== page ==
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Scam Alert

Many websites which sell expensive items, such as pianos, automobiles, boats, jewelry, etc. are now being targeted by very creative scam artists who wish to steal your money. In this space, we will continue to inform you about these scams so that you will not become their next victim.

Most transactions conducted on are legitimate and trouble-free. To ensure a risk-free transaction, we strongly recommend the use of our FREE Escrow Service, the safest way to buy or sell a piano on the Internet.

If you receive a suspicious-sounding offer, please forward it to us at [email protected]

One of the most common scams found all over the Internet is a classic scam which involves the use of forged Cashier’s Checks. The scammer will offer to buy your piano via a cashier’s check, and will even pay you several thousand dollars more than your asking price. This extra money they will say, is for the “shipping expense”. After you deduct your payment for the piano, you will then be asked to wire-transfer the over-payment to the “shipping agent” to pay for the pick-up and delivery of the piano. This all sounds very logical, but of course, there is no “shipping agent” because the scammer has no intention of ever picking up your piano. By the time the bank discovers that the Cashier’s Check is forged, the scammer will have your money which he instructs you to wire-transfer immediately after you receive the bogus Cashier’s Check. Wire transfers are immediate and irreversable. This scam is effective because for years, it was believed that a cashier’s check is safe, as good as cash. Sadly, this is not the case anymore. If someone offers to pay you several thousand dollars more for your piano than your asking price and then asks you to wire-transfer the over-payment to them or their shipping agent – BEWARE!

The Internet can be a safe place to do business if you follow certain precautions:

  • Do not assume that a Cashier’s Check is as good as cash. Ask your banker to call the bank that the check is drawn on to verify its authenticity, then wait for the check to clear before you release the piano.
  • Tell your prospective buyers that you will only accept payment in the exact amount of the purchase price. Accept no overpayments that you will be required to wire back to them. A legitimate buyer will not have a problem with this.
  • If you are suspicious of a buyer, insist on using the free Escrow Service. A legitimate buyer will not object.
  • Use caution when dealing with buyers from outside the United States. Ask them why they would pay several thousand dollars in additional shipping expense to purchasing a piano from the US? It makes no sense, especially since used pianos are plentiful in other parts of the world.
  • Get as much information about the buyer as possible, including their phone number. It’s worth the expense of a long-distance phone call to speak to your prospective buyer. A legitimate buyer will not have a problem giving you their phone number. A scammer will ignore this request.
  • Become concerned if the buyer is most interested in payment arrangements, but expresses little or no interest in the condition of the piano.

If you receive emails from scammers attempting to “buy” your piano, or if you receive fradulent cashier’s checks, please follow these steps:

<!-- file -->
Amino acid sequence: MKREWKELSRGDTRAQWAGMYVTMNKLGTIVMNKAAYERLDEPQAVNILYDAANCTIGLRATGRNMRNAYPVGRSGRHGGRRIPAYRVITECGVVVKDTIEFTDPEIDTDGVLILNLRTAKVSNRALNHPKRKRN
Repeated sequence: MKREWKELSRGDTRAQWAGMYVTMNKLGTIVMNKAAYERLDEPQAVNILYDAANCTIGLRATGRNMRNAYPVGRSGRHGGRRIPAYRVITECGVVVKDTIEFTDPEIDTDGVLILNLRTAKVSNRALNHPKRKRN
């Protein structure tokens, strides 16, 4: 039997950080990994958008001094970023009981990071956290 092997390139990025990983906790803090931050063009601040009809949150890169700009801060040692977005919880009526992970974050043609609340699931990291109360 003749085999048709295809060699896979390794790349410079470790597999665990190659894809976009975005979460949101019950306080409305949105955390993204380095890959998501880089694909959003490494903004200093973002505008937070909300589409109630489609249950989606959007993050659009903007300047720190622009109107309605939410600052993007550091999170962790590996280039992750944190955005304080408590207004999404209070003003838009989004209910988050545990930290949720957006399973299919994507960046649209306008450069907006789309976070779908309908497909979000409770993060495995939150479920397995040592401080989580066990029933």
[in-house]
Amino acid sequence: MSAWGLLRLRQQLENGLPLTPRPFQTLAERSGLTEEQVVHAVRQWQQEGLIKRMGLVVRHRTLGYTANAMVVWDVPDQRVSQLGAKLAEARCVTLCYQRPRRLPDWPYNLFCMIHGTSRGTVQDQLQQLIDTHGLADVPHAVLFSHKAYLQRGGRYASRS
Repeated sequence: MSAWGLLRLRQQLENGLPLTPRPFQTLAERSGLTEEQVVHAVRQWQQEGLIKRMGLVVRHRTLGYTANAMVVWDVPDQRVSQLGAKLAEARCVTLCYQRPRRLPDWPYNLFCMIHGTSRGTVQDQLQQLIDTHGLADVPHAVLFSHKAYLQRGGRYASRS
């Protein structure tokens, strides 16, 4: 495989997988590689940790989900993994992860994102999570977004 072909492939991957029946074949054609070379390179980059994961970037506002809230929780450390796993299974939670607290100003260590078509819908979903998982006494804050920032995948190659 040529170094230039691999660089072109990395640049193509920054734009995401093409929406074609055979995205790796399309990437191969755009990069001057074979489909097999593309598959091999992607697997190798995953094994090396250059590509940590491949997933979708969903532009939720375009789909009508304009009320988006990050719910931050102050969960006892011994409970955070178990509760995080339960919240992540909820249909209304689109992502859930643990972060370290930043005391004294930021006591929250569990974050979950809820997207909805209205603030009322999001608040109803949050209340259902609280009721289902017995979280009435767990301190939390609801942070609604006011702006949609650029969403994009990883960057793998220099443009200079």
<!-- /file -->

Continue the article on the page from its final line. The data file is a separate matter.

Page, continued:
• save all email correspondence and bogus checks from the scammers. Forward to us their emails so that we can add them to our list of scammers
  • report the incident to the Internet Crimes Division of the FBI. (go to to find your nearest office)
  • DO NOT deposit the check or attempt to cash it. Bring the check to your local FBI office or Police Dept. Tell them that you suspect that the check is fraudulent and ask them to verify its authenticity.

Another scam that we have seen on is one that involves the use of fake ads. The scammer will copy an existing ad directly from another website. He will remove the real contact information, insert his own email address and represent himself as the owner. Sometimes these scams are easy to spot because the scammer will ask an incredibly low price for a very high quality piano. This insures that their ads will attract alot of attention and interest. The scammer will attempt to convince you to pay, in advance, part of the purchase price or the shipping fee and then will allow you to pay the balance when the piano is delivered to you. Sounds fair, right? Of course, since they don’t really own the piano, it will never arrive and you’ve lost your downpayment. To protect yourself from this scam, follow these precautions:

  • if the asking price of the piano sounds too good to be true, BEWARE!
  • tell the seller that you will need to send a piano technician to inspect the piano before you send any money. You can then hire a local piano technician to inspect and evaluate the piano for you. They can then confirm the existence of the piano and tell you what condition it is in.
  • ask the seller to send you more photos of the piano. If they actually own the piano, this should not be a problem.
  • insist on getting a phone number and call them and ask alot of questions about the piano. A legitimate piano seller will be happy to speak with you on the phone.
  • use an escrow service to handle the transaction. The escrow service will hold the money until you receive the piano and only then will they release the money to the seller. The popularity of Internet shopping has given birth to many phony escrow services, so use caution when choosing an escrow service. To facilitate a safe and successful transaction, we now offer our own “in house” Escrow Service at no additional charge.

Possible Scammers

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